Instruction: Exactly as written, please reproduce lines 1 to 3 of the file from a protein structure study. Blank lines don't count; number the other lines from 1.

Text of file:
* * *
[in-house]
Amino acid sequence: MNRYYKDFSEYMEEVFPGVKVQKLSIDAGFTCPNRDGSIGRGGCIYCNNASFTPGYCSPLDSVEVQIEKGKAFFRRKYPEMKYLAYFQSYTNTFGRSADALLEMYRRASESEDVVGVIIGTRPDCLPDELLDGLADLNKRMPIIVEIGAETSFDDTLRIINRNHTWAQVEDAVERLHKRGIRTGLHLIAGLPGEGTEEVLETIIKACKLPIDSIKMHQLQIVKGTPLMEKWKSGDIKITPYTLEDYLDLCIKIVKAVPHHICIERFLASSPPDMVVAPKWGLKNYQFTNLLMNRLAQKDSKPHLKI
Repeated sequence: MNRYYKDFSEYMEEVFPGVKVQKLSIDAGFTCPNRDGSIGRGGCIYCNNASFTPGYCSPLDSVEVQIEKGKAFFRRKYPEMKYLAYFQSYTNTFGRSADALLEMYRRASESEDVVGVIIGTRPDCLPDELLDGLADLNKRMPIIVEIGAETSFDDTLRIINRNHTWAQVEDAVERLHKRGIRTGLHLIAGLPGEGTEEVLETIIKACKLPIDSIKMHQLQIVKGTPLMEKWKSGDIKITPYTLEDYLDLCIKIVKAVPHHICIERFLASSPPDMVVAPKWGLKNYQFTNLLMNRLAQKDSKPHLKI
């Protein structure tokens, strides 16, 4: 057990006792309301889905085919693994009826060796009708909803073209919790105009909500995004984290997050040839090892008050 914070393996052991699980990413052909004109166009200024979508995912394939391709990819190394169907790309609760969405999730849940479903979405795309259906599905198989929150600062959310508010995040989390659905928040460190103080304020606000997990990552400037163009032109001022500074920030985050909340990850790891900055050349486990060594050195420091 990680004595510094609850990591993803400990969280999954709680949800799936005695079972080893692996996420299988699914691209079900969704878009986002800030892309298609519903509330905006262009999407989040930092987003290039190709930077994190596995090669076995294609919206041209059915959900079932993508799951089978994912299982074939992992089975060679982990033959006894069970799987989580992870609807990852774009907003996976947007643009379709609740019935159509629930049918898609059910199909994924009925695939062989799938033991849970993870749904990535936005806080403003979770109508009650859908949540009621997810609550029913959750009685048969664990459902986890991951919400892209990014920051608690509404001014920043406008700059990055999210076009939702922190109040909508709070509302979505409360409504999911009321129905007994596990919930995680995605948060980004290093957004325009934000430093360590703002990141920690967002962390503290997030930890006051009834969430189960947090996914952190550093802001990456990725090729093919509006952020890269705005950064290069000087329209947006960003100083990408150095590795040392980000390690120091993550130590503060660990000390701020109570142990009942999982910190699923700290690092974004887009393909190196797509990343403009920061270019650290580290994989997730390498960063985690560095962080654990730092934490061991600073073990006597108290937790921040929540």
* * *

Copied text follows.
[in-house]
Amino acid sequence: MNRYYKDFSEYMEEVFPGVKVQKLSIDAGFTCPNRDGSIGRGGCIYCNNASFTPGYCSPLDSVEVQIEKGKAFFRRKYPEMKYLAYFQSYTNTFGRSADALLEMYRRASESEDVVGVIIGTRPDCLPDELLDGLADLNKRMPIIVEIGAETSFDDTLRIINRNHTWAQVEDAVERLHKRGIRTGLHLIAGLPGEGTEEVLETIIKACKLPIDSIKMHQLQIVKGTPLMEKWKSGDIKITPYTLEDYLDLCIKIVKAVPHHICIERFLASSPPDMVVAPKWGLKNYQFTNLLMNRLAQKDSKPHLKI
Repeated sequence: MNRYYKDFSEYMEEVFPGVKVQKLSIDAGFTCPNRDGSIGRGGCIYCNNASFTPGYCSPLDSVEVQIEKGKAFFRRKYPEMKYLAYFQSYTNTFGRSADALLEMYRRASESEDVVGVIIGTRPDCLPDELLDGLADLNKRMPIIVEIGAETSFDDTLRIINRNHTWAQVEDAVERLHKRGIRTGLHLIAGLPGEGTEEVLETIIKACKLPIDSIKMHQLQIVKGTPLMEKWKSGDIKITPYTLEDYLDLCIKIVKAVPHHICIERFLASSPPDMVVAPKWGLKNYQFTNLLMNRLAQKDSKPHLKI